Frameworks used in the care of people with complex needs such as recovery model, strengths-based practice, resilience, and person-in-environment
- Identify and apply frameworks used to understand and provide care for complex needs.
|Simple guide to ecomaps||A visual tool and set of instructions from Strong Bonds and Jesuit Social Services on the process of developing case plans.|
|Ecomap||A worksheet from the National Center that helps you to more specifically understand and implement ecomapping.|
|Care Act guidance on strengths-based approaches||A guide from Social Care Institute for Excellence on the process and key elements to consider in relation to using a strengths-based approach.|
|The power of vulnerability||A TEDx Talk on the significance of emotional empathy.|
|What makes a good life? Lessons from the longest study on happiness||A TEDx Talk on human connection in a healthcare setting.|
Trauma-informed care, including the impact of adverse childhood experiences, historical trauma, and structural oppression (e.g., racism, sexism, etc.)
- Define the core concepts of adverse childhood experiences, trauma, toxic stress response, trauma-informed and trauma-specific care, and retraumatization.
- Promote environments of healing and recovery in the context of historical and ongoing trauma to avoid further harm.
|SAMHSA’s concept of trauma and guidance for a trauma-informed approach||A guide from SAMHSA that helps you to develop a working concept of trauma and trauma-informed approach.|
|Trauma therapy & evidence based practice: The basics||A powerpoint presentation from Southern Illinois University School of Medicine (SIU SOM) helps explore the history of trauma therapy and evidence-based practices.|
|Trauma-informed care||A presentation from SIU SOM that helps teach about trauma’s complex impact, creative and compassionate responses, and caring for self.|
|Resilience||A film from KPJR Films helps with understanding adverse childhood experiences (ACEs).|
|How childhood trauma affects health across a lifetime||A TEDx Talk on understanding the long-lasting impact of childhood trauma.|
|The Institute on Trauma and Trauma-Informed Care (ITTIC)||Online modules from University at Buffalo: Buffalo Center for Social Research help shift thinking from “What is wrong with this person?” to “What has happened to this person?”|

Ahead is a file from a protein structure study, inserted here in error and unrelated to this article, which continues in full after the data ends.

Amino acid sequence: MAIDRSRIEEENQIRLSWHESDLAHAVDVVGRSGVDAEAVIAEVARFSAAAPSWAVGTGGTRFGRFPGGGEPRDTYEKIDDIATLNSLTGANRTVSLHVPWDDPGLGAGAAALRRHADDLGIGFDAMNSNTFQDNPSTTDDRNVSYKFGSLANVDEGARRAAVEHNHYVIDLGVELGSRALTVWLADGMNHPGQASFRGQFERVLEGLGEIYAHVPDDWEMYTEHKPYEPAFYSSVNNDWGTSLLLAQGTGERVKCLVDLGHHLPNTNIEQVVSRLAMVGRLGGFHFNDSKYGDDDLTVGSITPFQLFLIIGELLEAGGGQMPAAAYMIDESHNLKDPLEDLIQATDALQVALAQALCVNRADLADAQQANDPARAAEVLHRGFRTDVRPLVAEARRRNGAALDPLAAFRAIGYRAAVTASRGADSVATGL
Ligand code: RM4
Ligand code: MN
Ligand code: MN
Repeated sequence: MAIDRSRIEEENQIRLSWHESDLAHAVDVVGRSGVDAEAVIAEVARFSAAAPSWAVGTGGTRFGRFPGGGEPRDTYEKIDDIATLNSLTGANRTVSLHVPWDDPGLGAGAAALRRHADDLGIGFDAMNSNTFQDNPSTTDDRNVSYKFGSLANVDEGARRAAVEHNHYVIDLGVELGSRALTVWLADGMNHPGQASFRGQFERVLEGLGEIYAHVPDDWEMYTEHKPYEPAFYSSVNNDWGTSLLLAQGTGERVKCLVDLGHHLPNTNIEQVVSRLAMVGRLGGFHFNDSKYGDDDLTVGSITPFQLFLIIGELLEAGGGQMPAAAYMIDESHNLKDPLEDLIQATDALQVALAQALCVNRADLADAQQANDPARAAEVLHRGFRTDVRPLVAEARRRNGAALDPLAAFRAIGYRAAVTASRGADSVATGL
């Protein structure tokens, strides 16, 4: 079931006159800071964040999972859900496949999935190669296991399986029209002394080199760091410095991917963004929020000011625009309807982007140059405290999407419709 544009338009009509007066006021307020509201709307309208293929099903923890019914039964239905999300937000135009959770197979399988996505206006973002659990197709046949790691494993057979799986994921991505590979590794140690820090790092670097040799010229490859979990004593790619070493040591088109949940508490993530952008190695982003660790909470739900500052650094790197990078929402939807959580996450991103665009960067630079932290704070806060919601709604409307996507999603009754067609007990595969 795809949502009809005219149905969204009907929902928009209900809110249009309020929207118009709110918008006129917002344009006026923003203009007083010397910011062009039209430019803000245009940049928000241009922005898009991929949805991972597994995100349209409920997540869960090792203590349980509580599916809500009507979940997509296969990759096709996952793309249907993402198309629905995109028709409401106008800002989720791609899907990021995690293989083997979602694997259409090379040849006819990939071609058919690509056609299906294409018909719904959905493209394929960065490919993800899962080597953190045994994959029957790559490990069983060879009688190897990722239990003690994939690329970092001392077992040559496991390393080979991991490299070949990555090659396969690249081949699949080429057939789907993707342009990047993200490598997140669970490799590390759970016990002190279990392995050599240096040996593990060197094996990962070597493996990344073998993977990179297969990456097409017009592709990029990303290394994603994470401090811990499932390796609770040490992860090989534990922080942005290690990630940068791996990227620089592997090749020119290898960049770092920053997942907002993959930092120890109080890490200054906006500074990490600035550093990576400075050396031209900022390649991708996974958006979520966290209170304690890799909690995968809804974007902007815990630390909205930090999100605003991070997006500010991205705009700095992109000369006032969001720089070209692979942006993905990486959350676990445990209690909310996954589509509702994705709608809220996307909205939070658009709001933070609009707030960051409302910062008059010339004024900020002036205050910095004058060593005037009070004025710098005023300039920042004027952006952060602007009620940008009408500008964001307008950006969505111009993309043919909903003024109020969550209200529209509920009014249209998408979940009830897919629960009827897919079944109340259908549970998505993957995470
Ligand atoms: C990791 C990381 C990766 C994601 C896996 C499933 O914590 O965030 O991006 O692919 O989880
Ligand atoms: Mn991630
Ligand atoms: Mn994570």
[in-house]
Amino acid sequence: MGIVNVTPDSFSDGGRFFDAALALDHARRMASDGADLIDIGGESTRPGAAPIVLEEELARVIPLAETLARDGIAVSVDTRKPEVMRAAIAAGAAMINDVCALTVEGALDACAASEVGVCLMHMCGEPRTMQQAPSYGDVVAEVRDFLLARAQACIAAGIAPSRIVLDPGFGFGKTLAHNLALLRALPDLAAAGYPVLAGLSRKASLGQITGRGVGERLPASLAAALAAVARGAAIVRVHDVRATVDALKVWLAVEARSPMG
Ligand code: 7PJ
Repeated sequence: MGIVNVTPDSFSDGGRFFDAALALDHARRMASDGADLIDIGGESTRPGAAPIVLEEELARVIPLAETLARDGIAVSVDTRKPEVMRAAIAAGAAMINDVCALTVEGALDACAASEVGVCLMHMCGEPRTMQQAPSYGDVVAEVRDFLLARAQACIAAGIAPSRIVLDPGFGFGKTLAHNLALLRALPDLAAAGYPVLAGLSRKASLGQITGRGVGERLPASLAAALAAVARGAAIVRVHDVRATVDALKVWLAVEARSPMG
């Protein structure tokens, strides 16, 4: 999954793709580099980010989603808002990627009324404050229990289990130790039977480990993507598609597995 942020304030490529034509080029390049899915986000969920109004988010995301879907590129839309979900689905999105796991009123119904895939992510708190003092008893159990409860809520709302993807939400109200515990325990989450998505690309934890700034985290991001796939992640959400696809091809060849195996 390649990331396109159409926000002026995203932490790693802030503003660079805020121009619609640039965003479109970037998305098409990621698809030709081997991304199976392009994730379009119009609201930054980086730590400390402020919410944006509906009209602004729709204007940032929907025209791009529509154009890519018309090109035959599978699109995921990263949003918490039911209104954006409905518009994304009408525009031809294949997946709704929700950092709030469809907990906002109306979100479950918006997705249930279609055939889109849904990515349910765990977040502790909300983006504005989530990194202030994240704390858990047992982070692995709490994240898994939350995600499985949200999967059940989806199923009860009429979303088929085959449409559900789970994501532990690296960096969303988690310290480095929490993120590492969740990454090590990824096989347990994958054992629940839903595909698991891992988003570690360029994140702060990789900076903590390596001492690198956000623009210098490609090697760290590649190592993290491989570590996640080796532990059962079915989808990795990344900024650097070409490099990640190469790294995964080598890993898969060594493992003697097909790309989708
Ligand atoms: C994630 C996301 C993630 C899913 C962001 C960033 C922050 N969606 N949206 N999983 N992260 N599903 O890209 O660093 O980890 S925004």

|Medications for addiction treatment: Addiction, trauma and resilience (pg 21-23)||A toolkit from the National Center on providing trauma-informed care in the context of substance use.|
|Healing Neen: Trauma and recovery||A documentary from The Hollow Films that examines the story of Tonier “Neen” Cain’s emergence from drug addiction, multiple incarcerations and two decades of homelessness to become a tireless advocate and educator.|
|Neurobiology of trauma||A lesson plan and set of resources from the National Center on understanding trauma from a biological perspective.|
|Adverse childhood experiences (ACEs)||A lesson plan and set of resources from the National Center on the impact and implications of adverse childhood experiences.|
|Trauma-informed care: Implementation resource center||A website from Center for Health Care Strategies includes resources from trauma-informed care leaders across the country that are designed to help improve patient outcomes, increase patient and staff resilience, and reduce avoidable healthcare service use and costs.|
Philosophy and practice of harm reduction
- Define and apply the core principles and practices of harm reduction.
|Harm reduction training||A three-part powerpoint presentation from Hill Country Community Clinic helps you train others on harm reduction philosophy and practices. The first two parts are 1.5 hours minimum and the third part is 1 hour minimum. The training is optimally provided in-person.|
|Insite - not just injecting, but connecting||A video from Drugreporter provides an example of harm reduction work in action.|
|Harm reduction education on demand||A self-paced course from Harm Reduction Coalition provides a deeper perspective into harm reduction principles and practices.|